For the first time in human history, a significant percentage of the world’s population no longer believes in God. While its true that some societies are even seeing nonbelievers outnumber believers, it is extremely unlikely that we will see a total collapse of religion in the foreseeable future. This is why, according to Dr. Ronald A. Lindsay, countries across the globe must learn to carefully manage the societal mix of religious and irreligious in order to meet the challenge of this unprecedented demographic shift and new form of sectarian discord. In his book, The Necessity of Secularism: Why God Can’t Tell Us What to Do (Pitchstone Publishing, 2014), Lindsay makes the case for the necessity of a discourse for morality and ethics that does not rely on the competing narratives of the world’s religions. He joins us today to explain how such a language of common morality can be found and why it’s so important.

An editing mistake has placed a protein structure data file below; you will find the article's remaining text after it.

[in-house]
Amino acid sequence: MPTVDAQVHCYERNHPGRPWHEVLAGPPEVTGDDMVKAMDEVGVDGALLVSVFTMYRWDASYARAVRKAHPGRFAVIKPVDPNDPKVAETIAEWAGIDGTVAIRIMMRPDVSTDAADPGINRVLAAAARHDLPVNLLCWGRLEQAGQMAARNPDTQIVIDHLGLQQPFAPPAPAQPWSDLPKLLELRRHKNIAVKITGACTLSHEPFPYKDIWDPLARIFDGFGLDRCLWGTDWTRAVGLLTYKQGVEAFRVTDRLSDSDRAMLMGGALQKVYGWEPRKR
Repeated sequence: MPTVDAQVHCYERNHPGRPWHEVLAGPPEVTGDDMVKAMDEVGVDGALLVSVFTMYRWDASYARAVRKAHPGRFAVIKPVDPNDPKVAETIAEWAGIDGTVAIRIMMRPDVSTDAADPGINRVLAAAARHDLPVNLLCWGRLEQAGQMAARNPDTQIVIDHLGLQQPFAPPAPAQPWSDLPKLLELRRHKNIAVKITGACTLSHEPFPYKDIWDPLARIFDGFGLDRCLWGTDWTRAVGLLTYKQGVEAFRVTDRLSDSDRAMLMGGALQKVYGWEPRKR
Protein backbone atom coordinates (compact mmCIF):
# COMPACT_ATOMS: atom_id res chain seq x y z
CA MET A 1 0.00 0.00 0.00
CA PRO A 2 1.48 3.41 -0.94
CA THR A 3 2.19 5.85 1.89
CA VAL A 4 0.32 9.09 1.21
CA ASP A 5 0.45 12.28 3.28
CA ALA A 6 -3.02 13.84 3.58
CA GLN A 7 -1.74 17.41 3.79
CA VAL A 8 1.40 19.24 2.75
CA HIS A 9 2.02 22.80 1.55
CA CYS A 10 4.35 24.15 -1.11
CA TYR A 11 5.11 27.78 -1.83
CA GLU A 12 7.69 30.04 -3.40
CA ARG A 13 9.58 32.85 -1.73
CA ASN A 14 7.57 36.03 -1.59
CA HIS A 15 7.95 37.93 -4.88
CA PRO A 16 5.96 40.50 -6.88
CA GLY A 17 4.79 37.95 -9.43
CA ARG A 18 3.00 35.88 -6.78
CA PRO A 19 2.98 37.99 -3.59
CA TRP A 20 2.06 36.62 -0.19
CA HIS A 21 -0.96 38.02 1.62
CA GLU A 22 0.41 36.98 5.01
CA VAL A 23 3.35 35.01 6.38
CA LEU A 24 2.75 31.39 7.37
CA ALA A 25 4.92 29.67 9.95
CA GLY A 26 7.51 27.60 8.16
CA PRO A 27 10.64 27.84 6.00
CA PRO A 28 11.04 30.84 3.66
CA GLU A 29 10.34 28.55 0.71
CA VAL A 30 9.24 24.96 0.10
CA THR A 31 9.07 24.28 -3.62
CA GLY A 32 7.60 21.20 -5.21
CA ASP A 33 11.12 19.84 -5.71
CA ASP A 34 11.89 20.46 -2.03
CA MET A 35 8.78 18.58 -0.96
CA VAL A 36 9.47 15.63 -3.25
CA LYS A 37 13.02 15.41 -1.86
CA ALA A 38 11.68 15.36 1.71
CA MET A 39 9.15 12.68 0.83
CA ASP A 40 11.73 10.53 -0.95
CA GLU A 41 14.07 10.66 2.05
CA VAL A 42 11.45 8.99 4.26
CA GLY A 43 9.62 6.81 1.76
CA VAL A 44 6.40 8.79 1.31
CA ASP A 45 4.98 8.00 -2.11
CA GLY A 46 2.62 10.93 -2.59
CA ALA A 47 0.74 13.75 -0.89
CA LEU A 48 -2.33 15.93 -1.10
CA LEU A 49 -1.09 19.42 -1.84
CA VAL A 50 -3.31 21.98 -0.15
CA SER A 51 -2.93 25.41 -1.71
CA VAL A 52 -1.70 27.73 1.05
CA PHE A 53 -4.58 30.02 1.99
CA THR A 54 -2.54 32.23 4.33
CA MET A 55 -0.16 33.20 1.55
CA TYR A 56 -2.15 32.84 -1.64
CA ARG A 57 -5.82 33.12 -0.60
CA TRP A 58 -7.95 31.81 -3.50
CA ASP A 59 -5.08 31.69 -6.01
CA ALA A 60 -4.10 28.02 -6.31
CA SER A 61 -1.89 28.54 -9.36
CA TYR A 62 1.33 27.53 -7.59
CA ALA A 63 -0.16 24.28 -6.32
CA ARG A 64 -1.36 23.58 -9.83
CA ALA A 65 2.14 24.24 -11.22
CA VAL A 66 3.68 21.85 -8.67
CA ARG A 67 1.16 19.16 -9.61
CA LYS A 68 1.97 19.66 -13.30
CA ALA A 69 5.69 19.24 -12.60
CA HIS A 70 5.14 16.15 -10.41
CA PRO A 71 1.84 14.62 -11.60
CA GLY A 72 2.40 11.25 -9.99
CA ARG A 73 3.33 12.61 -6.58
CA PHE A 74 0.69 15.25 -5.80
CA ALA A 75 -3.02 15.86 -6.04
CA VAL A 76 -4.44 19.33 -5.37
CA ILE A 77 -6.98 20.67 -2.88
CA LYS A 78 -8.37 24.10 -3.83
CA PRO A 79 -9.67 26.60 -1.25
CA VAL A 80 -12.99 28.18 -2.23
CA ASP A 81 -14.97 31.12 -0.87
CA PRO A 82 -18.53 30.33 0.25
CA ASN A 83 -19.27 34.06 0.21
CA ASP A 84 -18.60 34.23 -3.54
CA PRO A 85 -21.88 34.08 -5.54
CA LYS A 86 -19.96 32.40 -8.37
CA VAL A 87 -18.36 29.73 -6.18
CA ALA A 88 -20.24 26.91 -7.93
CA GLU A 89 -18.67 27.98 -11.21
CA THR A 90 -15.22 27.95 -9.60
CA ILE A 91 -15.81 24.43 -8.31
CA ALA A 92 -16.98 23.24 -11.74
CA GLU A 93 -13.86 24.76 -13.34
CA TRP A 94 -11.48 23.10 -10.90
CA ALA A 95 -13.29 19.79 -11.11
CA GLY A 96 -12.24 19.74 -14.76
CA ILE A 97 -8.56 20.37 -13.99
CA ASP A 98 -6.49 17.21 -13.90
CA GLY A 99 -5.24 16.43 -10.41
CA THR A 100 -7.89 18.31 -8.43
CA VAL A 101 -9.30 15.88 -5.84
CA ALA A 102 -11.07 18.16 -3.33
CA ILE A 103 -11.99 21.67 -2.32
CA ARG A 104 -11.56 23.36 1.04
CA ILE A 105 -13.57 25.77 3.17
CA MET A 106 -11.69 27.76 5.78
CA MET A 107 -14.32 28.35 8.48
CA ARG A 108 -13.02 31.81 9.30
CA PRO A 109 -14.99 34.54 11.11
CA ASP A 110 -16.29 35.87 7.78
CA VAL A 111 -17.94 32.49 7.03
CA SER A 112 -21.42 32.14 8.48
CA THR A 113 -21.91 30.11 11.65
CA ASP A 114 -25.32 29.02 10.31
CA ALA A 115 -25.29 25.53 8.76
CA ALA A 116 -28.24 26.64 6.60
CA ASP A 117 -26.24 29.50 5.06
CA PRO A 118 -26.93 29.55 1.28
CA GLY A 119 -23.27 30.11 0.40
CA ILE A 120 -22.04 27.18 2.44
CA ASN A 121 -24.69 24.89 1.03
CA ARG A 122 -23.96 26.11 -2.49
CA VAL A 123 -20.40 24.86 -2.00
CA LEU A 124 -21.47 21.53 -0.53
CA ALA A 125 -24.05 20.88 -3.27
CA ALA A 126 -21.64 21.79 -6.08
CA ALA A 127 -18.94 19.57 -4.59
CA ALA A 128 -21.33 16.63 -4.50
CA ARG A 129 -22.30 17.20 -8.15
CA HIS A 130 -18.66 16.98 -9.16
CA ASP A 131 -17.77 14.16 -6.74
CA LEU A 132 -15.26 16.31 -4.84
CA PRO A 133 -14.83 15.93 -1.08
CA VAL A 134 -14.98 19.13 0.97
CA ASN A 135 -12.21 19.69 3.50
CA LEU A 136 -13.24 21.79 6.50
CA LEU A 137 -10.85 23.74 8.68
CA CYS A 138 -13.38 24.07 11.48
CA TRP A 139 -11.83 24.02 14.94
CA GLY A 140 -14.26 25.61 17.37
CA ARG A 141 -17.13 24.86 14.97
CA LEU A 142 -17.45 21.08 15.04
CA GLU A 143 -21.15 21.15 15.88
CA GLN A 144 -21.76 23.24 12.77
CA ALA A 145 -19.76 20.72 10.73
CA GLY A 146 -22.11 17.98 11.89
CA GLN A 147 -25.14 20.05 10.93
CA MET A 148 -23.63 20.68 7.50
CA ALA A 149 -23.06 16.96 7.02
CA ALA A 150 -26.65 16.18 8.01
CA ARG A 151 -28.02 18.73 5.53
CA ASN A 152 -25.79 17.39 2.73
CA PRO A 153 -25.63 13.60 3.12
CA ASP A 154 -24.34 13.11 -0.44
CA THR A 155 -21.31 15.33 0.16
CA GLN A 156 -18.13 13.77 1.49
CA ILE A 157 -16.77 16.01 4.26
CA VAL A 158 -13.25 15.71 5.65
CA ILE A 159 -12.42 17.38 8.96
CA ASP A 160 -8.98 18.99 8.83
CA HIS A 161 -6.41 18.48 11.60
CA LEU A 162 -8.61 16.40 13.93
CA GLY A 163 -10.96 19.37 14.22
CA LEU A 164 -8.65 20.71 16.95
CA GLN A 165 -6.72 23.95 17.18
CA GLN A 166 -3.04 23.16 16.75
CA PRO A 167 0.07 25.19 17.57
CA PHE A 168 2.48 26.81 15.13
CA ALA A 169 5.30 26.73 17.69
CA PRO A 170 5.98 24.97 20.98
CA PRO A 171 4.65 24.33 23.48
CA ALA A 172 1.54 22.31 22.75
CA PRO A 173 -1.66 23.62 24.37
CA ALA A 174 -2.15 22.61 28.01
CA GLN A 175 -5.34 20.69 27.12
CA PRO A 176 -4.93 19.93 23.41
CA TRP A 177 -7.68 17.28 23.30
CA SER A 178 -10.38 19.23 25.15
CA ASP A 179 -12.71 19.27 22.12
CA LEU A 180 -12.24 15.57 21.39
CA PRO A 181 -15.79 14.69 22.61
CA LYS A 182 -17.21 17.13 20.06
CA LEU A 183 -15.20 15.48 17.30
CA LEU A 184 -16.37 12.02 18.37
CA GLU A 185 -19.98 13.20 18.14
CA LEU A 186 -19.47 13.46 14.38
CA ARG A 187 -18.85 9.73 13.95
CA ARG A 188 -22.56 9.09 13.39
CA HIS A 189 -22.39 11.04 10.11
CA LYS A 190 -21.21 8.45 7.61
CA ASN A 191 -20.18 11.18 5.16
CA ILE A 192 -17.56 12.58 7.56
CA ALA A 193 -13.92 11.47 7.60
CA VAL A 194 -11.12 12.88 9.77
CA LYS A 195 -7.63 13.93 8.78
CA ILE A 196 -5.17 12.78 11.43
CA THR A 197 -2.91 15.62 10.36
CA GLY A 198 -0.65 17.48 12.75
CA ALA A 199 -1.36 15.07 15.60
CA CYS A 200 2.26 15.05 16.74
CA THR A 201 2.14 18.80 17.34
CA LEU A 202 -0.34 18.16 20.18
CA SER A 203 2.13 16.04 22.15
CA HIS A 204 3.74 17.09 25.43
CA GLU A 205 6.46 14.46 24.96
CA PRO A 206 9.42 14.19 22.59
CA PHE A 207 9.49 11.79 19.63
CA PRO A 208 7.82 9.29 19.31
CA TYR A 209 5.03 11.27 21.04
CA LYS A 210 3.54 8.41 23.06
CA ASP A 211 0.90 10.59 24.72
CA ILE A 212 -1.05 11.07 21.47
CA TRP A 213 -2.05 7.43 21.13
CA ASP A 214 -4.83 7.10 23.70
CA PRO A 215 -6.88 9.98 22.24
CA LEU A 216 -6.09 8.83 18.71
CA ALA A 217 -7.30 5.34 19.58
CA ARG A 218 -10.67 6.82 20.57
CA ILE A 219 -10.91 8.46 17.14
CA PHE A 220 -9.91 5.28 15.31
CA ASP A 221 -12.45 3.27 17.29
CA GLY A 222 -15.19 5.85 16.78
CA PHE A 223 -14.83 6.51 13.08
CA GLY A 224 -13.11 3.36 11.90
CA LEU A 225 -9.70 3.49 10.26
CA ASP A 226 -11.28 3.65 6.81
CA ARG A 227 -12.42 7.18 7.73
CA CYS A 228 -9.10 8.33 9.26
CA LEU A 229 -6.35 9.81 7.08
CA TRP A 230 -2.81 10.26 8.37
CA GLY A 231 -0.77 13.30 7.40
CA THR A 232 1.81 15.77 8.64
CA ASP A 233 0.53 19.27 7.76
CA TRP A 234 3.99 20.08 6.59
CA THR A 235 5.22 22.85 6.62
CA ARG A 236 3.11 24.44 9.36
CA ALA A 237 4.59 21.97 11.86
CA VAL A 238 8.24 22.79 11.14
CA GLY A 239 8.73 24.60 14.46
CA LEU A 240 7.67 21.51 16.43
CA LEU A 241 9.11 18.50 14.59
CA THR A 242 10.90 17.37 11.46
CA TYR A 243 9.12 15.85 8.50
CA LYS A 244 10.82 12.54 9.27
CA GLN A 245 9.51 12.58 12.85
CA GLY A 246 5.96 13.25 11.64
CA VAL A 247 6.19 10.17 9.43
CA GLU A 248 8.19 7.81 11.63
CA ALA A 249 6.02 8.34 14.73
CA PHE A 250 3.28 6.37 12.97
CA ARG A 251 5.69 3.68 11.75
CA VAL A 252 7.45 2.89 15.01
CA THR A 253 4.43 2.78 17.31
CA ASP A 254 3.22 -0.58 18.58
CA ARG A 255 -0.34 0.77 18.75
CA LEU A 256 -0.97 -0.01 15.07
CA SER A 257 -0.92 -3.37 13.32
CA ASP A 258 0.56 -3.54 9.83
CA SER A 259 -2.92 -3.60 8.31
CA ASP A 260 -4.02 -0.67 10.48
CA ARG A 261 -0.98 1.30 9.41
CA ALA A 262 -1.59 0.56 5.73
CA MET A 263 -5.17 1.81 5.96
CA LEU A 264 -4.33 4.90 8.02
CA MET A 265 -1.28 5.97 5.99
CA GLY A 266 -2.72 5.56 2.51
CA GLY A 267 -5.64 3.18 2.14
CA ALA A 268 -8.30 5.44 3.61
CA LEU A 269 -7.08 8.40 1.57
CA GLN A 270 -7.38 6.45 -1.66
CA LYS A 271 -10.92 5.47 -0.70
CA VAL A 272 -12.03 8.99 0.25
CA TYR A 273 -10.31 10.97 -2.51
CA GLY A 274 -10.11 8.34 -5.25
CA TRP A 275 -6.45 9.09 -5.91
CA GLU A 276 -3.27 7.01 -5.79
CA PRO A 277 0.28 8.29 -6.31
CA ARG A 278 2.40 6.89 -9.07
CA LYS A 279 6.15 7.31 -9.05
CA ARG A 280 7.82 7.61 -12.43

Dr. Ronald A. Lindsay was until very recently the president and CEO of the Centre for Inquiry and its affiliates, the Council for Secular Humanism and the Committee for Skeptical Inquiry, where he continues on as a senior research fellow. He has a PhD in philosophy from Georgetown University, with a concentration in bioethics, and a JD from the University of Virginia. He also has a background in law and policy related to the exercise or abstention from religious practices in government funded contexts.
Carrie Lynn Evans is a PhD student at Universite Laval in Quebec City.